Kim Kelly on Clinical Practice Guidelines for Mucositis

Kim Kelly, RN, OCN
Published: Wednesday, May 02, 2012

Kim Kelly, RN, OCN, Oncology, John Theurer Cancer Center, Hackensack University Medical Center, discusses the analysis that led to the new MASCC/ISOO clinical practice guidelines for managing mucositis, presented in an abstract at the 2012 ONS Annual Congress.

The goal of the research was to find evidence-based guidelines for preventing and treating mucositis. Medline data was used to examine groups of individuals with mucositis, the treatments used, and the efficacy of the treatment. The goal of the research was to create solid guidelines for the prevention, administration, and treatment of patients with mucositis.

The researchers looked for interventions that would help ease pain if mucositis already existed or that could help prevent the occurrence altogether.

The new guidelines support the use of several mouth rinses, including those containing doxepin, benzydamine, and morphine. Additionally, there is support for using transdermal fentanyl, palifermin, oral care protocols, cryotherapy, and patient-controlled analgesia with morphine. However, there was no evidence to recommend the use of several interventions, such as chlorhexidine.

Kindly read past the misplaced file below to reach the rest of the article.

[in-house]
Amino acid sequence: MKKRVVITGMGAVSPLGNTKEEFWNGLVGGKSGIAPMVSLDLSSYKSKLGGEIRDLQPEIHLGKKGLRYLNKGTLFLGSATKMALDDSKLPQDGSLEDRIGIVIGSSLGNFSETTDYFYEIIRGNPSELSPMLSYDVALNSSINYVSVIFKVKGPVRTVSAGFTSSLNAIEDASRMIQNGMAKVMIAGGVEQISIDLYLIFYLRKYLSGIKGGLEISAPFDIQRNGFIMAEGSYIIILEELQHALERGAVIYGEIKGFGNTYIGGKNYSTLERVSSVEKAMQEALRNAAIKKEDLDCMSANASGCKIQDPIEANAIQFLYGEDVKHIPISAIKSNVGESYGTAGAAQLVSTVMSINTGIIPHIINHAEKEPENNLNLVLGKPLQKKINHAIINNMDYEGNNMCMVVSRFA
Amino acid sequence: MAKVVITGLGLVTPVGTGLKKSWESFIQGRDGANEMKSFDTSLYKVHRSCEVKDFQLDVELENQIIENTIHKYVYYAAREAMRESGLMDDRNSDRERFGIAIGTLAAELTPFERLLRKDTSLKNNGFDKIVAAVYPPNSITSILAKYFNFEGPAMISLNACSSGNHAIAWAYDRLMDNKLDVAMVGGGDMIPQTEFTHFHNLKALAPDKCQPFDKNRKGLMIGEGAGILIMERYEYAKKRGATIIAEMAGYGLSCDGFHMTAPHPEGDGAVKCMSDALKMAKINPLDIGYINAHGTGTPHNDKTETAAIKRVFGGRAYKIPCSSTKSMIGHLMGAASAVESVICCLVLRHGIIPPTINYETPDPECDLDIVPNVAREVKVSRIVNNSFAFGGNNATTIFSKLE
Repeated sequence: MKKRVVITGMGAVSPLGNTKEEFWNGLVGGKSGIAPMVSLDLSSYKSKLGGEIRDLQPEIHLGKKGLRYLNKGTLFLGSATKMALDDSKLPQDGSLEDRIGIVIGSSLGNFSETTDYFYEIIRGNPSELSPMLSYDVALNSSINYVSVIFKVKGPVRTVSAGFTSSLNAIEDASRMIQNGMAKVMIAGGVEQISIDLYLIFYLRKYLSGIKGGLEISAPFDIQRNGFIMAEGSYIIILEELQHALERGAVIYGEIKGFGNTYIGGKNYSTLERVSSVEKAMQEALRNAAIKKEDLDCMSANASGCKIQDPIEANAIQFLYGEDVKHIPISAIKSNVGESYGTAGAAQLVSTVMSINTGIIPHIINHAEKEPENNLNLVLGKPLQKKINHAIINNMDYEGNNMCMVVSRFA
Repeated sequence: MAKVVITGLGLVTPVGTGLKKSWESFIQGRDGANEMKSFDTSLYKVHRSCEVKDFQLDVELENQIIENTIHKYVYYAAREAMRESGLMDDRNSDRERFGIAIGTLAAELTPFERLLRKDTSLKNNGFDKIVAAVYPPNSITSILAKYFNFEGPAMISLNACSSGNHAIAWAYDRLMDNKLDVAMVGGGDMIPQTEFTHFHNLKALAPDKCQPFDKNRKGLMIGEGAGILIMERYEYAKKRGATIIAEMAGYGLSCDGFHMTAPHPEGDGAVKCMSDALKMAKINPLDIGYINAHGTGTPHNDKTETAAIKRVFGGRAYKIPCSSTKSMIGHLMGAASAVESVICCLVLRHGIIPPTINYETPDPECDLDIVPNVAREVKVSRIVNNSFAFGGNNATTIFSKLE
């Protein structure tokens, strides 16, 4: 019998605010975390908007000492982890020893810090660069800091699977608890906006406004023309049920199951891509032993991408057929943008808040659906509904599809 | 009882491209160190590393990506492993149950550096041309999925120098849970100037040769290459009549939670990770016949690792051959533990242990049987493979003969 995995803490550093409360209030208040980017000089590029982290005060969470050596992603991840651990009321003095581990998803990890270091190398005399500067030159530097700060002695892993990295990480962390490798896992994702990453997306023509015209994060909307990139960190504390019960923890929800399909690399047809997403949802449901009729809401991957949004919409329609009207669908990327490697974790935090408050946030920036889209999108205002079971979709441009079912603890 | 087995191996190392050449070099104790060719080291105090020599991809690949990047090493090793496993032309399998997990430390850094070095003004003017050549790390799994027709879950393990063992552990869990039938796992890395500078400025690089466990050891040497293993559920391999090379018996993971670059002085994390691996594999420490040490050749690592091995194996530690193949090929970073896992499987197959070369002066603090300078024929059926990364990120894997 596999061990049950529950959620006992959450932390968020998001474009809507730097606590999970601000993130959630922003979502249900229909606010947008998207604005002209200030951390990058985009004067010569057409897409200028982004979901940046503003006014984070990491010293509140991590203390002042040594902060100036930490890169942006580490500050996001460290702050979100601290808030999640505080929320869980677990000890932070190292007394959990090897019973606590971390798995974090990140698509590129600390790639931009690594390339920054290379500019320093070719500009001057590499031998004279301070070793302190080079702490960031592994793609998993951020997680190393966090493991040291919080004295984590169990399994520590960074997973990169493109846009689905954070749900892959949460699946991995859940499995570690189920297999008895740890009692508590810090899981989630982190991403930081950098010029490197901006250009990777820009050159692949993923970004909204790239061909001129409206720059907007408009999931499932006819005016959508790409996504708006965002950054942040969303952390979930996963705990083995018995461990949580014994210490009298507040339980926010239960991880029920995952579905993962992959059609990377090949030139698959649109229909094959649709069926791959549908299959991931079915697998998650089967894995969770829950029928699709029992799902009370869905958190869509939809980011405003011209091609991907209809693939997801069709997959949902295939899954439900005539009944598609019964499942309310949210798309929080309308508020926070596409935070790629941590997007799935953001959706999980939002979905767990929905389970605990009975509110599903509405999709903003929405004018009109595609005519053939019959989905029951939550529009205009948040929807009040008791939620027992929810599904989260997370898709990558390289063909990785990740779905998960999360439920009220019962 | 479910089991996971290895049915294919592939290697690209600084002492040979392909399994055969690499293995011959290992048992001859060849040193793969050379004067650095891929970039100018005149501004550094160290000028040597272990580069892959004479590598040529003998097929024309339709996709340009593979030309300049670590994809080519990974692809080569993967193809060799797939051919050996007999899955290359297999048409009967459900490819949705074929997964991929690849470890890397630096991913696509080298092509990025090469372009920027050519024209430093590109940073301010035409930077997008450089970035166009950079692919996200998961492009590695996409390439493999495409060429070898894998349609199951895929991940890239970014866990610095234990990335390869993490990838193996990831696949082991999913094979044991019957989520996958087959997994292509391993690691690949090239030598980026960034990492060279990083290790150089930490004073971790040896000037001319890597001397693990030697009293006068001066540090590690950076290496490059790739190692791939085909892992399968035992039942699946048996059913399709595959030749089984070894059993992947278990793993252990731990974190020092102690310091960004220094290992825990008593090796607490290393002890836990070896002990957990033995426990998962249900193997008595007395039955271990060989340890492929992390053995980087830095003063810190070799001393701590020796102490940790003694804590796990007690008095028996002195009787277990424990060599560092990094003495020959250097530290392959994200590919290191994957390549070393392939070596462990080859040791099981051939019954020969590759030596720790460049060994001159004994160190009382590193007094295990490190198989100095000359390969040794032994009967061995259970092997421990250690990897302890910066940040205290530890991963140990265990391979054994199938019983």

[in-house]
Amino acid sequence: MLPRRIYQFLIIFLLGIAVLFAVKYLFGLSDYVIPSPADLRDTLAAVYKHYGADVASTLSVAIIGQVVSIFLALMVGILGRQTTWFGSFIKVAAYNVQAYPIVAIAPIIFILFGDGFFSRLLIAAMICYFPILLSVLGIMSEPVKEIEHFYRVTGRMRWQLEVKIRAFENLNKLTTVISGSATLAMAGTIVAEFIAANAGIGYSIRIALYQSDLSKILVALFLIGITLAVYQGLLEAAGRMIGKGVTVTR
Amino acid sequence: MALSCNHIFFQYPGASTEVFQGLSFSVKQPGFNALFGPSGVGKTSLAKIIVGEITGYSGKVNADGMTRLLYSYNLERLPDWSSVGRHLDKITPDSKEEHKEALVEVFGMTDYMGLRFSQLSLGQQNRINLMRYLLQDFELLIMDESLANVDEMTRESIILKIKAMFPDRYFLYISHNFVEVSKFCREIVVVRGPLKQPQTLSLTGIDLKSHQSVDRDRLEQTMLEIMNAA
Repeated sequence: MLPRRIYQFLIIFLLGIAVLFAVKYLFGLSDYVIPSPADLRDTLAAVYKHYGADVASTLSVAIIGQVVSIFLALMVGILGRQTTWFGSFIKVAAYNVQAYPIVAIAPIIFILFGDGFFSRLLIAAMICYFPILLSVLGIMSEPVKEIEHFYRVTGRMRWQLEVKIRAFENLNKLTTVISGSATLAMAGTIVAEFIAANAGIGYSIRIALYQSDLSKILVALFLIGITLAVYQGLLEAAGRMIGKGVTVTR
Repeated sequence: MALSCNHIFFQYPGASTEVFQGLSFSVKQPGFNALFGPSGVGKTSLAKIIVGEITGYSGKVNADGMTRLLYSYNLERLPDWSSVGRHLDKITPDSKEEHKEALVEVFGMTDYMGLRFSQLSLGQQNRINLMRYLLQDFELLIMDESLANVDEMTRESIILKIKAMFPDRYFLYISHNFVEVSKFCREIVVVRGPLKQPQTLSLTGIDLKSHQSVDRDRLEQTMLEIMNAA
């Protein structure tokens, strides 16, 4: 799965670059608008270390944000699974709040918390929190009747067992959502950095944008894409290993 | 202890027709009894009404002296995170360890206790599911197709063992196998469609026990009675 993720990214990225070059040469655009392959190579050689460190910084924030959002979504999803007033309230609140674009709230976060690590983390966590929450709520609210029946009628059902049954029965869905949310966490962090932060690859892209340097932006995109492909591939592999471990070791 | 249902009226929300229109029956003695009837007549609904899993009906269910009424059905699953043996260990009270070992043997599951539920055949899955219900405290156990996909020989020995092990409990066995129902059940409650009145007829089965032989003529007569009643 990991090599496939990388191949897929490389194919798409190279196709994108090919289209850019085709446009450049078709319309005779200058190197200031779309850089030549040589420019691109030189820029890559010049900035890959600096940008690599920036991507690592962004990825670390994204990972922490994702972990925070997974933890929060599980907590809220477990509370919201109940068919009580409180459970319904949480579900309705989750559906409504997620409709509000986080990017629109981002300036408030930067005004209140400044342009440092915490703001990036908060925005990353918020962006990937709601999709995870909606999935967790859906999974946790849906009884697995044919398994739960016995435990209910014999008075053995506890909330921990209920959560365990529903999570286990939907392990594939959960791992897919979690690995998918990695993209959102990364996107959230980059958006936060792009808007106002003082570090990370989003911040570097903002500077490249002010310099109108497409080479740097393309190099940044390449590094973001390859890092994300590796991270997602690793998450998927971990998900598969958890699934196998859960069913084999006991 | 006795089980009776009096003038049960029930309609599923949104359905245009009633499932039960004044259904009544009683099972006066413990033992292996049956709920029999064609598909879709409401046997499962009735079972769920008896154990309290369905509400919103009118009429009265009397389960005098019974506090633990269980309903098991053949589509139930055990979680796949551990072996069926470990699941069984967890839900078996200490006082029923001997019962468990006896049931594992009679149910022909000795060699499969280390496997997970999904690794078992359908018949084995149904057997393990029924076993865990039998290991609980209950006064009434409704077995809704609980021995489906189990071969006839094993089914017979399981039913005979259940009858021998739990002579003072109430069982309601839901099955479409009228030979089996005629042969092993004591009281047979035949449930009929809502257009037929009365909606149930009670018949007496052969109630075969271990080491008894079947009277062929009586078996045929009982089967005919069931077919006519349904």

<<< View more from the 2012 ONS Congress

Kim Kelly, RN, OCN, Oncology, John Theurer Cancer Center, Hackensack University Medical Center, discusses the analysis that led to the new MASCC/ISOO clinical practice guidelines for managing mucositis, presented in an abstract at the 2012 ONS Annual Congress.

The goal of the research was to find evidence-based guidelines for preventing and treating mucositis. Medline data was used to examine groups of individuals with mucositis, the treatments used, and the efficacy of the treatment. The goal of the research was to create solid guidelines for the prevention, administration, and treatment of patients with mucositis.

The researchers looked for interventions that would help ease pain if mucositis already existed or that could help prevent the occurrence altogether.

The new guidelines support the use of several mouth rinses, including those containing doxepin, benzydamine, and morphine. Additionally, there is support for using transdermal fentanyl, palifermin, oral care protocols, cryotherapy, and patient-controlled analgesia with morphine. However, there was no evidence to recommend the use of several interventions, such as chlorhexidine.

<<< View more from the 2012 ONS Congress


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